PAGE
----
We know, we know, GDPR is old news.  Except it isn’t, because it’s as relevant today as it was in 2018, so let’s clear up a few misnomers about GDPR.

  1. Your data doesn’t have to be opted in.  You are perfectly within your rights to source and use third party data, including (and we hate to say this), bought data.  That’s not to say we advise rushing out and buying a load of data off dodgy Dave the date broker (we don’t, we definitely don’t!), but from a legal perspective, you can quite ‘legitimately’ claim legitimate interest as your tenant for for storing and processing data.  Just make sure your data processes and policy are clearly defined and documented.

  2. It’s not your data. We know it’s sitting on your database, or in your marketing automation platform, but the data itself belongs to the data subject. 

    If it’s about them, they own it, and you’re only looking after it for them. 

    This means that if they want to update it, delete it, export it, or do anything else with it for that matter, then legally, you must allow them to do so, and you need to make it easy for them – see https://ico.org.uk/your-data-matters/your-right-to-get-copies-of-your-data

    Fortunately, Kulea comes with a self serve Subject Access Request capability then allows data subjects to do all of the above, without you touching a thing.  We can’t vouch for other solutions though, so make sure to interrogate your email/marketing/CRM provider.

  3. If you don’t need it, you can’t have it.  Let’s say you’re a pizza delivery company.  You can absolutely legitimately argue the case for holding a customer’s phone number and delivery address, as you need this data to do business with the customer.

    But if you were storing information about how much the customer tips, how expensive the car parked in their drive is, or the supposed value of their property, then this could be illegal as that data bears no relation to the sales and services that you offer

  4. It’s not yours forever.  Going back to our point about keeping your data fresh, you can only hold a person’s data for a legitimate period of time.  If you’ve sold them a pencil, it’s not legitimate to hold their data for thirty years.  However, if you have sold them a car, you could legitimately argue that it’s reasonable to hold their data for the lifetime of that car, and beyond.  Whatever your justification, make sure it’s clearly documented.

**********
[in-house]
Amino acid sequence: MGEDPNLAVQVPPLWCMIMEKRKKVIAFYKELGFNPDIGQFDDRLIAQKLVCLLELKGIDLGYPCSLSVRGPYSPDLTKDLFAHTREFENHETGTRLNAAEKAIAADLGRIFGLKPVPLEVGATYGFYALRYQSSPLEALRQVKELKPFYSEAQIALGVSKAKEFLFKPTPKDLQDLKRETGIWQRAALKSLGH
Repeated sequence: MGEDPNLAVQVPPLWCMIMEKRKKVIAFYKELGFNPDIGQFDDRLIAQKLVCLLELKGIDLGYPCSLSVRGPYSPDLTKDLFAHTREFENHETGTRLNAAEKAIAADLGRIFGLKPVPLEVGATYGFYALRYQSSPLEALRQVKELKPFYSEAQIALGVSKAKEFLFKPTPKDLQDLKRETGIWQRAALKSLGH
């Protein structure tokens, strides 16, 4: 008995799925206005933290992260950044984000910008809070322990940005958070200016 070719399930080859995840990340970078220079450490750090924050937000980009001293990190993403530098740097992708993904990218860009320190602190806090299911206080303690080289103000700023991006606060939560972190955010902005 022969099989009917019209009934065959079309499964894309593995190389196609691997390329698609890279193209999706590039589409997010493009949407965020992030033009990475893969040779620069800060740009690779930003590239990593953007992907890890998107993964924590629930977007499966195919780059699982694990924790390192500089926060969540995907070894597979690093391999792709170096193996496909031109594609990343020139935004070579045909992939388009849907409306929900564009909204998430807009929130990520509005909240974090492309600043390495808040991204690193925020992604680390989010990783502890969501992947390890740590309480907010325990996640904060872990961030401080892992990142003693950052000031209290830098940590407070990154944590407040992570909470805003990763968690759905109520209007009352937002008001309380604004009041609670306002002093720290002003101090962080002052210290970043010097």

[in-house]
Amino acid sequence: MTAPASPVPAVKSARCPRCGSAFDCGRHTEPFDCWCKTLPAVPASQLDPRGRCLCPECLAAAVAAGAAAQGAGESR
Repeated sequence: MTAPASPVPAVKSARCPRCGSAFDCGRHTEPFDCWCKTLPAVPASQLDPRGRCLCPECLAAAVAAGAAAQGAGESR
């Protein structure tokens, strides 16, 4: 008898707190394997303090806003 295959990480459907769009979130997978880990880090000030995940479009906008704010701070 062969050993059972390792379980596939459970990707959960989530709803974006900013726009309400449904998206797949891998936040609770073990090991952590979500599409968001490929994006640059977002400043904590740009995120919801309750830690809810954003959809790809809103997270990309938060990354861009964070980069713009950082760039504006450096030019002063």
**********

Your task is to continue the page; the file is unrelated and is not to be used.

5. It’s not global. Whilst it’s almost too easy to send data from one location to another these days, doing so could actually break GDPR law.

    Different countries outside the EU have different approaches to data security and use, and if you’re passing data through those countries, even if only in transit, you need the approval of the data subject to do so. 

    In practice, what this means is you’ll need to audit third parties that process your data (known as a data processor), and clearly identify and document where that data is being processed.

Of course, we’re not lawyers and therefore none of the above constitutes legal advice (sorry!), and we’ve only covered the tip of the iceberg of the mountain that is GDPR. We’d therefore recommend as a next step heading over to the ICO guide to data protection to get fully up to speed on the subject.  

And with that final disclaimer, we wish you a good day – do drop us a line if you have any concerns or questions about your sales and marketing data.